But when I think back over the past months of my wine experiences, I get a little smile on my face when I see Chris Barnes at Chambers Street bringing over a Valdespino Inocente sherry. (Salty sharp zap to my brain!) Or Tim Mortimer offhandedly mentioning Lioco Indica at Discovery Wines in the East Village. (Oh, how pretty that is.) Or Max Delorieux giving the down-low on black wax Overnoy at Augé in Paris. Or Josh Adler at Spring Boutique pulling a cork on a Burgundy I have never tried.

This is our tribe, after all. Tempting as a thousand, thousand candy stores, the smart friends of the bottle wait for us to push the door open and embark upon new landscapes.

It's a playground sprawling throughout the city, throughout the world.

The Wine Importer, Joe Dressner


Joe Dressner has left us. I choose that expression carefully. In concrete reality, he passed away from brain cancer on Saturday morning. Also, though, he has left us, well, so much.

He was an impassioned importer of "real" wines from France, Italy, and Spain. A champion of candor who tirelessly cut away the bla-bla of marketing and aspirational thinking and swindlerism. A friend of honest work in vineyards and cellars. An unabashed curmudgeon of unpredictable views and angles. A man who gave to Doctors Without Borders and Partners in Health. One of the funniest people ever, who left us with a body of writing in which kernels of truth hide amid uproarious floods of the absurd.

He was also a friend, to me. We shared wine, and didn't talk about it. We could argue or gossip in that particular brand of French that was his own. His real frankness and humanity allowed for conversations to swing from the acerbic to the intimate.

The wines he imported to America and which his team will continue to bring us are a good reflection of him: Clos Roche Blanche Sauvignon is preposterously good, almost blindsiding you; Domaine de la Pépière Clos des Briords is limpid, earthy, frank; Eric Texier's Rhône wines are deeply intellectual; Christian Chaussard's are hilarious, until you notice the firm backbone of seriousness.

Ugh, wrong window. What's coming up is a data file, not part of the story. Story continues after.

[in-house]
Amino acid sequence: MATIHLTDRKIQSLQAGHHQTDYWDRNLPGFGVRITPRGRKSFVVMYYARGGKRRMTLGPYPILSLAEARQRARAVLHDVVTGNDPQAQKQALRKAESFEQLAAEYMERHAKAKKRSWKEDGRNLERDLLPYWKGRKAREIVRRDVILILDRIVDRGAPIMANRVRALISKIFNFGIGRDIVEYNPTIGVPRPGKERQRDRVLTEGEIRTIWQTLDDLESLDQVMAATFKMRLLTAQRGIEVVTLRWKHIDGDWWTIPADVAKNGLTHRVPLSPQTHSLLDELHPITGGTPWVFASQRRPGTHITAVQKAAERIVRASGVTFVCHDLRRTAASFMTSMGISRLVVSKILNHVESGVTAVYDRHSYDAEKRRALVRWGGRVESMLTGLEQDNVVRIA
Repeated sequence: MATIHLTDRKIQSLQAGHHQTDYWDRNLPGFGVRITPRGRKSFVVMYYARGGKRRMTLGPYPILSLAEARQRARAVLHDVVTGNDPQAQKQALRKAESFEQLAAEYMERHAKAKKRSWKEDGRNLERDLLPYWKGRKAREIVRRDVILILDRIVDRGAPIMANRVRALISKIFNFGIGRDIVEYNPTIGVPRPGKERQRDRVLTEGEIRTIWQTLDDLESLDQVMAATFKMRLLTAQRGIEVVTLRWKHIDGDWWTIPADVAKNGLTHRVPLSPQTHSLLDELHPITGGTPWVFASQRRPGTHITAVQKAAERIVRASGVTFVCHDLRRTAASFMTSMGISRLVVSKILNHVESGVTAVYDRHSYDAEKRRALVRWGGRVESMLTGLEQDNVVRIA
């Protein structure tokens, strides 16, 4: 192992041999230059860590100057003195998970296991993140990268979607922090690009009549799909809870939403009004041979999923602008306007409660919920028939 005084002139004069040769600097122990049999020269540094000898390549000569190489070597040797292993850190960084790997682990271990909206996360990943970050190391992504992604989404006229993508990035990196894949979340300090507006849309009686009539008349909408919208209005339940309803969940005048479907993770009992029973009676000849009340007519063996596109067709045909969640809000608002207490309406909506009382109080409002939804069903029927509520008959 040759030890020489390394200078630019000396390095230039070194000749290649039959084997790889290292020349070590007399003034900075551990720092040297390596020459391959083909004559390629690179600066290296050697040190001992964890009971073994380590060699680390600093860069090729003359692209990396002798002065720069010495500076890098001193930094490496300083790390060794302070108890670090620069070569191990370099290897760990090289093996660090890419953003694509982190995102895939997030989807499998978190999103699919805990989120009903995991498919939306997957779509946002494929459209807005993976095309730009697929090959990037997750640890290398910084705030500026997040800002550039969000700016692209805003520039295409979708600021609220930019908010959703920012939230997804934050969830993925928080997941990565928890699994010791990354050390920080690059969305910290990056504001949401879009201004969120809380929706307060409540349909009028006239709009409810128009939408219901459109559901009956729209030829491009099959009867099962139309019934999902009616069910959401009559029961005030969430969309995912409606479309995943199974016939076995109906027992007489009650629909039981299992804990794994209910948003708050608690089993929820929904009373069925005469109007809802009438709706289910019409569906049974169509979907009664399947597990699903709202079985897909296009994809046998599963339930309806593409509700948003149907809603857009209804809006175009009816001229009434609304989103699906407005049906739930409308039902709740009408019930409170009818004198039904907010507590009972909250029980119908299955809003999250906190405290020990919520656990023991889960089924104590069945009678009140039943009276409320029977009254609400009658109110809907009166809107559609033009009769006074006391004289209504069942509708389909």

The wines speak Joe Dressner, as do the writings and memories of him we have.

Catching wine


I just read an amusing article about a drunk elk that got caught in a tree in Sweden. Apparently, it was running after fermenting apples. Fortunately, I have never so much as gotten my foot caught in a sewer grate running after bottles of wine in the city.

However, several recent events have reminded me that when you catch the wine after running around town after it, you might not want to lose it again. Let me explain what I mean by that. It's that my mind has once again been jostled into the recognition that writing down the wines you taste is a good idea, along with maybe a word or two about them. (One hates to be stuck thinking: Was that blaterle* a white or a red?)

Exhibit A: "Any recollection of what we had on Aug 7th and Aug 9th?" writes S, a couple of days ago. Oh yeah, those two great dinners with friends and stupendously good food and lots of bottles. My brain now saw the evenings, though, like a scattered puzzle—of which many pieces had skittered under the radiator or behind the sofa. I remembered a Coche-Dury and offered, "I think it was a 2002, but which?" To which I was, humblingly, told: "Right, the Volnay." Ah, right. Coche-Dury red. Now I remembered, though my slipshod recall had been casting about for various Meursault Rougeots or the like.